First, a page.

The news: Tesco is phasing out its Value private label line and replacing it with a new brand called Everyday Value.
The implication: This isn’t just a name change, but a move to make the packaging and quality of its bottom-tier range far more attractive to value-seeking shoppers. The products will contain no MSGs, GMOs, and many will be UK-sourced. This will help to improve both price and quality perception, but I imagine there will be an element of self-cannibalization as shoppers trade down from the standard Tesco range.
Better late than never, although Tesco is certainly behind both global and domestic peers in this regard. During the recession, Walmart revamped Great Value in a similar vein. Carrefour Essentials also replaced the hideous No. 1 range. What did Tesco do? They launched, errr, Discount Brands. Rather than playing to their strengths and improving Value, they complicated the offering by adding a whole new fourth tier.
Meanwhile, at home, we’ve seen some fantastic innovation in the bottom-tier category, particularly from Morrisons who has shown us that cheap can still be cheerful.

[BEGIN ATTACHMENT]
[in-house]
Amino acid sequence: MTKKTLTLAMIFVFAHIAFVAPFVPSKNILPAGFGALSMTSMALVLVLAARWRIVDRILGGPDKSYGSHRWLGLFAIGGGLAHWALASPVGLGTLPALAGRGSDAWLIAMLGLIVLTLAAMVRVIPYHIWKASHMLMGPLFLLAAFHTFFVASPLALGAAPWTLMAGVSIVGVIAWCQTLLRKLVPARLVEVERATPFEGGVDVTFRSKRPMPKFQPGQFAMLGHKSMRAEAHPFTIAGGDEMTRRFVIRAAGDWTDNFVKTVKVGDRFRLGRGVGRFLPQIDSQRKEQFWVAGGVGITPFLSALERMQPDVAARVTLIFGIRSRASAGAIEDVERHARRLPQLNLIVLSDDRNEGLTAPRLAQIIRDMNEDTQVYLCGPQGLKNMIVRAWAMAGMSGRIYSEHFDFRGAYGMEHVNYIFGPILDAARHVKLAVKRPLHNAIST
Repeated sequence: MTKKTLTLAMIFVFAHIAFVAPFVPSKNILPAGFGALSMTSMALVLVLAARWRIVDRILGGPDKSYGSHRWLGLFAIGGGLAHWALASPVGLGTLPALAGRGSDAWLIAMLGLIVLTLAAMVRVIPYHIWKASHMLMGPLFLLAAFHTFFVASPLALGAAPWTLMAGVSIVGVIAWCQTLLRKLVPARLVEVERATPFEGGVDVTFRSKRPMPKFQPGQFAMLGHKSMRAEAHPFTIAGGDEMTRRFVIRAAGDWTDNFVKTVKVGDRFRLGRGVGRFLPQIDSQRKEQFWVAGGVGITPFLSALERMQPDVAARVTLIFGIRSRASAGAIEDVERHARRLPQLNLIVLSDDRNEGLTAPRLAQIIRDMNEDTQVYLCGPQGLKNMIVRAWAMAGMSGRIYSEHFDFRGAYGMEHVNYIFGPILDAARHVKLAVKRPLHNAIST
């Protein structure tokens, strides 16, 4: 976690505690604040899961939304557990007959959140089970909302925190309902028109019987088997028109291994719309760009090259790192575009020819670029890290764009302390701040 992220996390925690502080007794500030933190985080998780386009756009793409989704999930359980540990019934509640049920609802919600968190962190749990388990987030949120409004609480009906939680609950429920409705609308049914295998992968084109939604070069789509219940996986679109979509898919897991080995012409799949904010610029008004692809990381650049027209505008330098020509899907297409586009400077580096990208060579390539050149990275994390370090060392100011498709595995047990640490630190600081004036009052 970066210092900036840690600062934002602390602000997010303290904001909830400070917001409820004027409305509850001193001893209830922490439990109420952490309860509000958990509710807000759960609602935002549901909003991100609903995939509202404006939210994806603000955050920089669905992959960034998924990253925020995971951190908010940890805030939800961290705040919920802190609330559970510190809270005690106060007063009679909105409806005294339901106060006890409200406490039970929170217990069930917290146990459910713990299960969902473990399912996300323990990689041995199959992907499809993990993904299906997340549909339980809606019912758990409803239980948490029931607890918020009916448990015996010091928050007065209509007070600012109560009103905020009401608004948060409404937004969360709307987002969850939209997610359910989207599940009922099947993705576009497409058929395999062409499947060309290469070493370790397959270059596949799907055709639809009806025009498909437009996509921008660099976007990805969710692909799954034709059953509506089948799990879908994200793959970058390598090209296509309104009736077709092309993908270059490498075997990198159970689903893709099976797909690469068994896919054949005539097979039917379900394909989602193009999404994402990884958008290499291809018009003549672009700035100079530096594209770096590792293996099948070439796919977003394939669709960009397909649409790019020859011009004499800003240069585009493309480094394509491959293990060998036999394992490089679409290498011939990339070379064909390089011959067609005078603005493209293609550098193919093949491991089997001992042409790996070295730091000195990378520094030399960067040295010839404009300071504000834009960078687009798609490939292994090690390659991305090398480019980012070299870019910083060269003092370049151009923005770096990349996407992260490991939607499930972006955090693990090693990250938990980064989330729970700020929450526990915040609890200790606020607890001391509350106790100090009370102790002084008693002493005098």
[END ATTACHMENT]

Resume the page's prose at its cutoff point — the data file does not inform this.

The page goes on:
Now, after their first profit warning in 20 years, they are having to go back to basics. They are not alone here. Walmart, having slashed thousands of SKUs and moving away from EDLP, suffered from two years of declining comps. They’re now back on track because they have gone back to their core – offering low prices on a wide assortment of brands. Tesco has underinvested in its stores, they’ve become too discount focused (ironically without genuinely being the cheapest) and they’ve lacked innovation in the food category with the exception of a few premium pet brands and some posh ice cream. The launch of Everyday Value isn’t rocket science, but it’s certainly a step in the right direction.
For more on private label trends, clients can read our report here.